*Names have been changed to protect the guilty. And the innocent.**
**I feel really weird about posting this one cause it is something that happened but memory is a fickle thing. I have no idea how much I’ve exaggerated things in my mind over the nearly two years between these events and the original time of writing.
***I added a little to the ending that I couldn’t originally fit in the space limits so if the tone changes, please forgive me.
**** Yes, I still work at the same place, at least part-time since I’m currently in an accelerated BSN program.
“Where are you heading to?” one of the corridor deputies asked as I passed by him.
“Dog,” I responded. The metal tray full of medicine cups shifted slightly as I moved to the other side of the long hallway to let some inmates pass by. They had smiles on their faces and the pink slips in their hands that indicated they were on their way to release. I liked when people got released, especially on the second floor. Three fewer guys to yell and curse as me because I didn’t have a medication record for them or couldn’t give them something to help with their headaches or withdrawals.
“Are you sure? They’ve flooded three times today,” he commented to me then to the radio mic and speaker on his shoulder, “two CP to two Dog, you’ve got the nurse. Outer two Dog, please.”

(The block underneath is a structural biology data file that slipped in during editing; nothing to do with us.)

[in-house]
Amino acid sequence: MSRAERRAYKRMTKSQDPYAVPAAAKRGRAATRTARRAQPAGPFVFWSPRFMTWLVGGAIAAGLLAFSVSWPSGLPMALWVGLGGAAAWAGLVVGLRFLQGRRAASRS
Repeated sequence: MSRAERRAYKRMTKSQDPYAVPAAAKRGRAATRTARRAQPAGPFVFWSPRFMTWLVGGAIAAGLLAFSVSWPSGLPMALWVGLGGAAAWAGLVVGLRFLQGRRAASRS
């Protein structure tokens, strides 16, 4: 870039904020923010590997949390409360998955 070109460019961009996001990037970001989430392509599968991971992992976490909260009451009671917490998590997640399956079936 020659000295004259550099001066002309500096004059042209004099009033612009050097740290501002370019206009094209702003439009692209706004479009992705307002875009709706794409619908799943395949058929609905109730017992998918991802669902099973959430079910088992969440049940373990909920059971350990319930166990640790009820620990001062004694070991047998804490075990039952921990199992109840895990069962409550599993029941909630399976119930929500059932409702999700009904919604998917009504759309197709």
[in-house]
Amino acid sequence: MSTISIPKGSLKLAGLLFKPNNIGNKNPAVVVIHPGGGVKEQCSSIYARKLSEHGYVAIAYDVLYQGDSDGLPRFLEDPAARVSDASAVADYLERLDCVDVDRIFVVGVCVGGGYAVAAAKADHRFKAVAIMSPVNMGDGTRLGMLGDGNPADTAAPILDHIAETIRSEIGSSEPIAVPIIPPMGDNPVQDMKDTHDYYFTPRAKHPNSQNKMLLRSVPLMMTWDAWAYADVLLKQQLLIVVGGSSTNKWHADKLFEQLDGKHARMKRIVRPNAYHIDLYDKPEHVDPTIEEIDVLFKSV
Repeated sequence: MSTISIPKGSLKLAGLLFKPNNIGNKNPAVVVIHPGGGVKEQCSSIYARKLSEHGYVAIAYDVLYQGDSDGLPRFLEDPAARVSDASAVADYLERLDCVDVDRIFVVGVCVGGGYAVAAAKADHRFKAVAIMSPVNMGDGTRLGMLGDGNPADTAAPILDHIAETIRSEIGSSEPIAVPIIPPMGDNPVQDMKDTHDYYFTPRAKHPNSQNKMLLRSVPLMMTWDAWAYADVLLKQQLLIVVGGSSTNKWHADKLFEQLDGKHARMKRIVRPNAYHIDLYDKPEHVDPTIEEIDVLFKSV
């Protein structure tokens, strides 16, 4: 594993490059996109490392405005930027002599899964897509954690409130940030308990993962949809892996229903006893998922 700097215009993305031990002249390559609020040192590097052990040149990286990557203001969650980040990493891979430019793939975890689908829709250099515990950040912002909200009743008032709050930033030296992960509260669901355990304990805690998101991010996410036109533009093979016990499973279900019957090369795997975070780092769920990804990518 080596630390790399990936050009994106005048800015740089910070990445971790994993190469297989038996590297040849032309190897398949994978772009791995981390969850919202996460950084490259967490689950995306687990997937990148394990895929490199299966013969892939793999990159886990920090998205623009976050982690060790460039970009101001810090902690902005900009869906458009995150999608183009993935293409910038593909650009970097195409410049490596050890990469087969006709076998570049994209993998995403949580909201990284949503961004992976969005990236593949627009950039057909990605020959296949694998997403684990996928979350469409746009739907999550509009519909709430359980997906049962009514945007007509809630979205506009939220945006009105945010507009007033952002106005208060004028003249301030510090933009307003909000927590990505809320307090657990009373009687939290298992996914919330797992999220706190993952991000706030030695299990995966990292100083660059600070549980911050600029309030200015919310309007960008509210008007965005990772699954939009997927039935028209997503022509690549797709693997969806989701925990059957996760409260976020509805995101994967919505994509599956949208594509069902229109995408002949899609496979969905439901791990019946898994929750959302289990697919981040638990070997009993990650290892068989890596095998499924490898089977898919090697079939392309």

“Thanks for the head’s up. Maybe they’ll chill out after they’ve gotten their medications,” I commented then turned left to face the green, heavy metal and hurricane glass door. It slid open, releasing a whoosh of fetid, humid air. Shit, piss, and a faint odor of burnt paper assaulted my senses, causing me to cough and my eyes to start watering.
“Amber! Great timing, we just finished cleaning up the last flood. The entire 200 side has their water turned off,” Turner, a young, tall, dark haired deputy hollered over the noise of people banging their cups on the windows and doors of their cells. I passed two shop vacs, three squeegee mops, and a broken broom on my way to the desk in the middle of a Y-junction.
“They broke a broom?” I asked loudly, as I noted that there was at least two feet of wood missing from the handle.
“Yeah, Smith, Thomas, and Gallegos used them to keep their door flaps open. Peters is stomping out the fires. Luckily they soaked the carpets enough that they’re only smoldering.”
“Wait, actual fire?” I looked to the right where Peters, a towering, heavy man was kicking at some blackened paper on the carpet just in front of the cells. “Holy shit, you weren’t kidding, there’s actually fucking fire!” I watched another flaming ball of paper fall from the second tier and roll in front of Peters. It puttered out just in front of him.
“Let’s start over on the 100 side. They’ve actually been good today. I’ll probably have Peters go to the 200 side. I’ve been antagonizing them all day,” he said with a sardonic smile.